Posttraumatic stress disorder (PTSD) and prolonged grief disorder (PGD) are well-documented in parentally bereaved adolescents. Whether or not the parent's death is perceived as traumatic may be influenced by several end-of-life-related factors. This study aimed to examine the associations between end-of-life-related factors, symptoms of posttraumatic stress disorder (PTSD), symptoms of prolonged grief disorder and PGD, and the association between PTSD and PGD. Mann-Whitney U tests and Spearman correlation were used to analyze the relationships between end-of-life-related factors, PTSD, and PGD. Regretting one's decision to be present or not present at the time of death resulted in a significant difference in self-reported scores for PTSD, but not PGD.

Keywords
Bereaved adolescents, End-of-life-related factors, Posttraumatic stress, Prolonged grief, Regret
National Category
Nursing
Identifiers
urn:nbn:se:esh:diva-8374 (URN)10.1177/0030222820963768 (DOI)000578760000001 ()33028145 (PubMedID)
Funder
The Kamprad Family Foundation, 20150044Familjen Erling-Perssons Stiftelse
Note

Forskningsfinansärer:

- Gålöstiftelsen

- Ersta Sköndal Bräcke högskola

Available from: 2020-11-20 Created: 2020-11-20 Last updated: 2022-11-02Bibliographically approved
Weber Falk, M., Salloum, A., Alvariza, A., Kreicbergs, U. & Sveen, J. (2022). Outcomes of the grief and communication family support intervention on parent and child psychological health and communication. Death Studies, 46(7), 1750-1761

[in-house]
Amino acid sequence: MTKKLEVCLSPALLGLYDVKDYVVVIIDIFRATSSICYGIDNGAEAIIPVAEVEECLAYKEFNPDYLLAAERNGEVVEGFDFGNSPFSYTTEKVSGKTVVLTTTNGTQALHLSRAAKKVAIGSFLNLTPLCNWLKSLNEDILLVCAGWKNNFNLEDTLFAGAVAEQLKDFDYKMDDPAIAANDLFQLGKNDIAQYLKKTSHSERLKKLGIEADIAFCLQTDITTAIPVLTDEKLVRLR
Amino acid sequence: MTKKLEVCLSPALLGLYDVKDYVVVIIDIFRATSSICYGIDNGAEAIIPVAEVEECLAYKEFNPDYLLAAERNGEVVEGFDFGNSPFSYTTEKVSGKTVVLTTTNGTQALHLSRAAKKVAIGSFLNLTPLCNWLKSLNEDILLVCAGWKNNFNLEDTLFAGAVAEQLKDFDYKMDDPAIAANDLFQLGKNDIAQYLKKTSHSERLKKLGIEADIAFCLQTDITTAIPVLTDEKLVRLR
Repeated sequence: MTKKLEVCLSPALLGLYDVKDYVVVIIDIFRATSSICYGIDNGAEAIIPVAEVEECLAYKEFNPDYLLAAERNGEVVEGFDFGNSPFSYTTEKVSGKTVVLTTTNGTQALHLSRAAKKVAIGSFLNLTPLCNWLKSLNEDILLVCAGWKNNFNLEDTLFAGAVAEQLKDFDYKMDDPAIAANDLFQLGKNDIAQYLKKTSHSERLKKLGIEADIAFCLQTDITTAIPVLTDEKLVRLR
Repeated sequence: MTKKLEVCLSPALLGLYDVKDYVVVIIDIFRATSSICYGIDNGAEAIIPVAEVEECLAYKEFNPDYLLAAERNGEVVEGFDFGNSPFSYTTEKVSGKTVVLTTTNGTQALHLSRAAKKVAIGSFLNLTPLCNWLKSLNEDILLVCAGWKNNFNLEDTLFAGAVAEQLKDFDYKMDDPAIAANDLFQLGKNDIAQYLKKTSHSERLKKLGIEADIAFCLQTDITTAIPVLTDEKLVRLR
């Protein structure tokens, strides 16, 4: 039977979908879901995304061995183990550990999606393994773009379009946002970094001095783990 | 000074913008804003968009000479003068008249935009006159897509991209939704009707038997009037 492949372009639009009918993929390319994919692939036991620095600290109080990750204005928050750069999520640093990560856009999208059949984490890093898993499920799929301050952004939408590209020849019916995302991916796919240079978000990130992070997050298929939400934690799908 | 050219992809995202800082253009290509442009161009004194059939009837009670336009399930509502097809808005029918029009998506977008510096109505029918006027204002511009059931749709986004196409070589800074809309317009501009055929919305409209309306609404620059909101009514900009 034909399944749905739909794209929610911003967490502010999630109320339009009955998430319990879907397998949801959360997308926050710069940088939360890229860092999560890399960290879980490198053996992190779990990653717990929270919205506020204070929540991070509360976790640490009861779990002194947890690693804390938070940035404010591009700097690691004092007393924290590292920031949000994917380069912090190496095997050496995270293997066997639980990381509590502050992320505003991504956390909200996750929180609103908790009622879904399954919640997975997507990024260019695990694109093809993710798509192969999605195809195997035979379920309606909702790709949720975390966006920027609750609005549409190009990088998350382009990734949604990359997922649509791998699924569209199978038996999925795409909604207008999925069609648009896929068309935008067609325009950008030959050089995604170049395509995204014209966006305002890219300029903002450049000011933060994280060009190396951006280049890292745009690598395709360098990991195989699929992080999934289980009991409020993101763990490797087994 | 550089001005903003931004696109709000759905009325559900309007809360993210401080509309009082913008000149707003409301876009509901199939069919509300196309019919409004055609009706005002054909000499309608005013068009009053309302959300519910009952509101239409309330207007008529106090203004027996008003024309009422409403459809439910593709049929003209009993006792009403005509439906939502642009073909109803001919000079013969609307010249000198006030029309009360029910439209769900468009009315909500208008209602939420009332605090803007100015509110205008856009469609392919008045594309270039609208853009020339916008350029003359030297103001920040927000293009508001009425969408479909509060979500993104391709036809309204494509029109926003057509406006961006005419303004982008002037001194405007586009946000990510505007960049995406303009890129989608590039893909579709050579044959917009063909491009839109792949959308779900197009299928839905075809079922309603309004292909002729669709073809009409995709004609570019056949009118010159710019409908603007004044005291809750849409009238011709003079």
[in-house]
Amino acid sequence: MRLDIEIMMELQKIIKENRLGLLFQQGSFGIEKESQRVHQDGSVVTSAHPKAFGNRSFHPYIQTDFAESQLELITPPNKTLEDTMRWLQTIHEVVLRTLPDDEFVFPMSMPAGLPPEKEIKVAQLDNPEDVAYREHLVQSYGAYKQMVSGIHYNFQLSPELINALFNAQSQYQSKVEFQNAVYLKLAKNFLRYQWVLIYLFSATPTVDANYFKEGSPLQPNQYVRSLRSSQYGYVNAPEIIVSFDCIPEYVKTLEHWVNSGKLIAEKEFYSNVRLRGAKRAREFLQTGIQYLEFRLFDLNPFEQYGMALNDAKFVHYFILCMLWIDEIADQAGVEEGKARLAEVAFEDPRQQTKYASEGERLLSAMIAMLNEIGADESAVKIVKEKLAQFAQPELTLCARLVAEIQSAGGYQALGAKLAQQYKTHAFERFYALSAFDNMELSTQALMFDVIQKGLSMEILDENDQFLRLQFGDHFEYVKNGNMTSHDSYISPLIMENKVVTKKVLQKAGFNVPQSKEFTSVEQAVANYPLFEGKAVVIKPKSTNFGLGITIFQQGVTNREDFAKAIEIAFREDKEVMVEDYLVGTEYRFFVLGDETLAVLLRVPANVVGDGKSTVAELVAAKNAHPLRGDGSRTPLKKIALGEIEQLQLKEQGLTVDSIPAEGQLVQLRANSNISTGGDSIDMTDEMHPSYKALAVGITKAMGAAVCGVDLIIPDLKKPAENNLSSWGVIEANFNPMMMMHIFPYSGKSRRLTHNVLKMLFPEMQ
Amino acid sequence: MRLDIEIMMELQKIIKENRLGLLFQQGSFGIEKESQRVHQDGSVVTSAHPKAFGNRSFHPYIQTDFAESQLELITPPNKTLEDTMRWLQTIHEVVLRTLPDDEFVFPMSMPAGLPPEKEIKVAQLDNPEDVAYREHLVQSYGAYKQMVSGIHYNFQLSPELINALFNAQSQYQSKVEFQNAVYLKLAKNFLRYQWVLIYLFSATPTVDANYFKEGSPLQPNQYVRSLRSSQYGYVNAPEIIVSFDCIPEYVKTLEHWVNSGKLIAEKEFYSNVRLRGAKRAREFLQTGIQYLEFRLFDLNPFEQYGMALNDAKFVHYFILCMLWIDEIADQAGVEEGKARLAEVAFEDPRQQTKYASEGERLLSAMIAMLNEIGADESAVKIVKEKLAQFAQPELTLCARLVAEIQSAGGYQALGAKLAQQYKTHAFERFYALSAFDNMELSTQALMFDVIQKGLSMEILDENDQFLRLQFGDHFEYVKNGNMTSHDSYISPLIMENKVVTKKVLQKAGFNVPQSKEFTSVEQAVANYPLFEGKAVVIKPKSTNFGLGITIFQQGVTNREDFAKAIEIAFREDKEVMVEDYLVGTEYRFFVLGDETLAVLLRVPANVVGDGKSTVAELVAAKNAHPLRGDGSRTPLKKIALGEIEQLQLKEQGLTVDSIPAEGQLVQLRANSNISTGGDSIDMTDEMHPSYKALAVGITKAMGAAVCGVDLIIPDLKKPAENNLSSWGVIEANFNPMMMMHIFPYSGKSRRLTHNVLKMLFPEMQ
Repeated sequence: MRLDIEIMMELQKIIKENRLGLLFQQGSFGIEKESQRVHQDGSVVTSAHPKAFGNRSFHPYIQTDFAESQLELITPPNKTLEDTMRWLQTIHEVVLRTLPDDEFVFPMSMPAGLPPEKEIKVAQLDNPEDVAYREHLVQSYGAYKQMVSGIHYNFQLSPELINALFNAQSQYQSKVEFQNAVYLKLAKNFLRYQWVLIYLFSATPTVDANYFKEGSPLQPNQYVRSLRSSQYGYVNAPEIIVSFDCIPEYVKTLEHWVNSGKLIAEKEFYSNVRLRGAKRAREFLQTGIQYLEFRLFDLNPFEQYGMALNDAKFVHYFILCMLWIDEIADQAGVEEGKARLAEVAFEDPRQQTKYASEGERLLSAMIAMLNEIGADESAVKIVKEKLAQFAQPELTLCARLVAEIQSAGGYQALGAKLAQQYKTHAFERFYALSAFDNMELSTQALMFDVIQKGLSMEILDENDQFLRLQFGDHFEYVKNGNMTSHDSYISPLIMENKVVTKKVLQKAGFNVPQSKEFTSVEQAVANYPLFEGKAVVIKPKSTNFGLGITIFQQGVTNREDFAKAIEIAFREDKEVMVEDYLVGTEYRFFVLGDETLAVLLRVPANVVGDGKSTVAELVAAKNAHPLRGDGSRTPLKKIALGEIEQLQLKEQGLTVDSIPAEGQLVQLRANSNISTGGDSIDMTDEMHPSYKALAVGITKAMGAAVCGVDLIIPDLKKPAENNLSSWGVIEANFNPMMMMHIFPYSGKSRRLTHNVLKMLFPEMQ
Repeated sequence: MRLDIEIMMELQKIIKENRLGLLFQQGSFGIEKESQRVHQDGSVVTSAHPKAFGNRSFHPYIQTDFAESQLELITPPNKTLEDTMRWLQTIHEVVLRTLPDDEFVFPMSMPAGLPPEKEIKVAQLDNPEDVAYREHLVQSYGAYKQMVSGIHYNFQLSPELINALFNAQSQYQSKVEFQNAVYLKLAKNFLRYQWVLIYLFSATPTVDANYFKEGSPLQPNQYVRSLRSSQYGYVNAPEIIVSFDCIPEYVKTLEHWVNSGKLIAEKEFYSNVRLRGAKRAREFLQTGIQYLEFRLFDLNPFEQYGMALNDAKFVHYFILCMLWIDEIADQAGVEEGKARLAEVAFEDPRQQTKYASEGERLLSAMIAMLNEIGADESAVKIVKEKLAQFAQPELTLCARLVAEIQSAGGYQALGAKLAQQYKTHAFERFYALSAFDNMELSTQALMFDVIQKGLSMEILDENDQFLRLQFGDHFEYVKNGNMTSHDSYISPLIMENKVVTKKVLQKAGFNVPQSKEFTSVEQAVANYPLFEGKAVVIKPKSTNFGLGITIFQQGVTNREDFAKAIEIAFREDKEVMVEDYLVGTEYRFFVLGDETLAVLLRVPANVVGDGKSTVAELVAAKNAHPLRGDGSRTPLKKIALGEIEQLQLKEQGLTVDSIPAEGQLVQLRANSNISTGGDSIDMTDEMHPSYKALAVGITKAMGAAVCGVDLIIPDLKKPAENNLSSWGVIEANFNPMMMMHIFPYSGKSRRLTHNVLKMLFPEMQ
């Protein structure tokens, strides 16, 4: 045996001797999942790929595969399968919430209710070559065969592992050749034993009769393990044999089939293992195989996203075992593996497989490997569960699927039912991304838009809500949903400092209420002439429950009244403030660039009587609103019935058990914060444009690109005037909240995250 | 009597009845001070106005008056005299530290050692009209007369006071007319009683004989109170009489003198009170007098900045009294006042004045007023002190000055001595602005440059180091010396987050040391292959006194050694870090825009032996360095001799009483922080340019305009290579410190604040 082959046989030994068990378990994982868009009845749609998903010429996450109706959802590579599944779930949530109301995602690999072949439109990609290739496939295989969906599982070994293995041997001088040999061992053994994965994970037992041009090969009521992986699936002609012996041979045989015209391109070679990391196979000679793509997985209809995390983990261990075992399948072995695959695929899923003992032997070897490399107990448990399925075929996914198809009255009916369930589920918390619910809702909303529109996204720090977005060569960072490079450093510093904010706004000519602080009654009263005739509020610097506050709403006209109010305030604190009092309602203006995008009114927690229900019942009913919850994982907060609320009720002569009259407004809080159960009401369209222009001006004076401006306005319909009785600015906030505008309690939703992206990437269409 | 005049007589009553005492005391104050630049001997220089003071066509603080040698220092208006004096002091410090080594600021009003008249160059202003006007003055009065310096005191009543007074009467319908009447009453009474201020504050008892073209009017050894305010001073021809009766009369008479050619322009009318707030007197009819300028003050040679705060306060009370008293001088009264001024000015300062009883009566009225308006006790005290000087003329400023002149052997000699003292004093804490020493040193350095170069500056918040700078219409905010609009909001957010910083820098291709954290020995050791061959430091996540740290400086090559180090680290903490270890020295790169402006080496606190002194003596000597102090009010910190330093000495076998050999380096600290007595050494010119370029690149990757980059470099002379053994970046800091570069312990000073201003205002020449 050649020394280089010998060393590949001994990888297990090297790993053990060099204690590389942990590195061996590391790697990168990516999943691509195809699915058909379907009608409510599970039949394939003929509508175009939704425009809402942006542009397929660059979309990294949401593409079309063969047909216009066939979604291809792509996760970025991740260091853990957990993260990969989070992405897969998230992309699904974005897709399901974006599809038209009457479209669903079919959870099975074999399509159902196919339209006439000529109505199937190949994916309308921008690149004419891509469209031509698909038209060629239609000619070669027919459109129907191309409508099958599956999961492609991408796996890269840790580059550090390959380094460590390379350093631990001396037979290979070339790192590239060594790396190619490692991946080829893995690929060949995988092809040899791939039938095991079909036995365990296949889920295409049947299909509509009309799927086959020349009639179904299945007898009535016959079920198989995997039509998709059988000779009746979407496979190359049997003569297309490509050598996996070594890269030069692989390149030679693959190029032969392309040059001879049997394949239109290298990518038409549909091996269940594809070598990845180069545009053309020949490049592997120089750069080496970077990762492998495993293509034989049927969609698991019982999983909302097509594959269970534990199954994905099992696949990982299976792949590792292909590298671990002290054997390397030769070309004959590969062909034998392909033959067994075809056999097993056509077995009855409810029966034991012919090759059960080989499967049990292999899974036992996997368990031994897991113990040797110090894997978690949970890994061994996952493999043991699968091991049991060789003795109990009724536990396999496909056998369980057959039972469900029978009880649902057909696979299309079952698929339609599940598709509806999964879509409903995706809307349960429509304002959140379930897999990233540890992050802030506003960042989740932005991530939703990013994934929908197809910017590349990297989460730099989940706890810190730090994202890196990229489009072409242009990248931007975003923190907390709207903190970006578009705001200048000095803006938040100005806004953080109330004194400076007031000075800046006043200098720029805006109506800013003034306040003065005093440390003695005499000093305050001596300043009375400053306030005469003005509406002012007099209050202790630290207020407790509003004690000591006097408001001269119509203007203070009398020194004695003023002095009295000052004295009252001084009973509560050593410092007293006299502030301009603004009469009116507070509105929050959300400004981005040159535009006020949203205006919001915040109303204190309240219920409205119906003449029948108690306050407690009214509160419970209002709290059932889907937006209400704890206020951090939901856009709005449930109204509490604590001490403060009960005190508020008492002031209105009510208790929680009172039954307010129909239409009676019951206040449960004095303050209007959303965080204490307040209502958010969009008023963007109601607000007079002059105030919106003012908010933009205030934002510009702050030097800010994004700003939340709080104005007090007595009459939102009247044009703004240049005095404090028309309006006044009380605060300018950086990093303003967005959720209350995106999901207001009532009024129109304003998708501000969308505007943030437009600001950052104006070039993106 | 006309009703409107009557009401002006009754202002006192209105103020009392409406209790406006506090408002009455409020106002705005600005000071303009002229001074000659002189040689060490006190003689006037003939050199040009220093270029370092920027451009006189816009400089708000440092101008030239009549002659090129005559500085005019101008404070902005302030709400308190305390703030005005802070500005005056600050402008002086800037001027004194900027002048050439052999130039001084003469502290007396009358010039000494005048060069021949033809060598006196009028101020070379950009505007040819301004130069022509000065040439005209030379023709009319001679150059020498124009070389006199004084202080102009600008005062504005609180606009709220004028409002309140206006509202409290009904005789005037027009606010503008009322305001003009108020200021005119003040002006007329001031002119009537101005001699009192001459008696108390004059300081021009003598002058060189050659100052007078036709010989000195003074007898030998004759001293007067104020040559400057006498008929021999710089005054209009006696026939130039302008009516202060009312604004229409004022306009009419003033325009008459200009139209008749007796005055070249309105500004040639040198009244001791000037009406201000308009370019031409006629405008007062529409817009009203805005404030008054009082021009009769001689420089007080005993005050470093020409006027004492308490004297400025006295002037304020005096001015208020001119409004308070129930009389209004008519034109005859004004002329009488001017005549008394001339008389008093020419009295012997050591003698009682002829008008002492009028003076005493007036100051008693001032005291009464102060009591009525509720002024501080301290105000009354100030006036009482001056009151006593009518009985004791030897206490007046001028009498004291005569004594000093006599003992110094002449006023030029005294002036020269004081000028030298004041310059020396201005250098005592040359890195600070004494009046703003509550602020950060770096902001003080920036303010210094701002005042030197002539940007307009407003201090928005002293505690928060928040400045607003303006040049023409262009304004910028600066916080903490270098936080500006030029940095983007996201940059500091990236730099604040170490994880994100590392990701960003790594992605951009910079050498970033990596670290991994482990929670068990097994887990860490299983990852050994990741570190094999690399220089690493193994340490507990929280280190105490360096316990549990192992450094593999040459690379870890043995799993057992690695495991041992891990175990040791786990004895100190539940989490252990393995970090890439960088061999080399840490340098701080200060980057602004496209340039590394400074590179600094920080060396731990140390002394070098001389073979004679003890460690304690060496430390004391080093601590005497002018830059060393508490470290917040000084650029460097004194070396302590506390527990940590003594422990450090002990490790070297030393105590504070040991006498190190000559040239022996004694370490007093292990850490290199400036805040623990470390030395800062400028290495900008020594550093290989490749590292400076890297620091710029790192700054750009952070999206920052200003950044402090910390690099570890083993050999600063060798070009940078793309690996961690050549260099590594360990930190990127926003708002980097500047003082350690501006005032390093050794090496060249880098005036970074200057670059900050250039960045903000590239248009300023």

Open this publication in new window or tab >>Outcomes of the grief and communication family support intervention on parent and child psychological health and communication
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2022 (English)In: Death Studies, ISSN 0748-1187, E-ISSN 1091-7683, Vol. 46, no 7, p. 1750-1761Article in journal (Refereed) Published
Abstract [en]

Parents and children risk developing psychological health problems following the death of a partner/parent and may need professional support. This study used the reliable change criterion and clinically significant change to examine the outcomes of the Grief and Communication Family Support Intervention, comprising three family meetings with a family therapist, among 10 parents and 14 children, using pre-post outcome scores. The results provided preliminary evidence that the Grief and Communication Family Support Intervention may improve self-esteem and reduce anxiety in some parents and may improve communication and reduce internalizing and externalizing problems in some children.

National Category
Nursing
Identifiers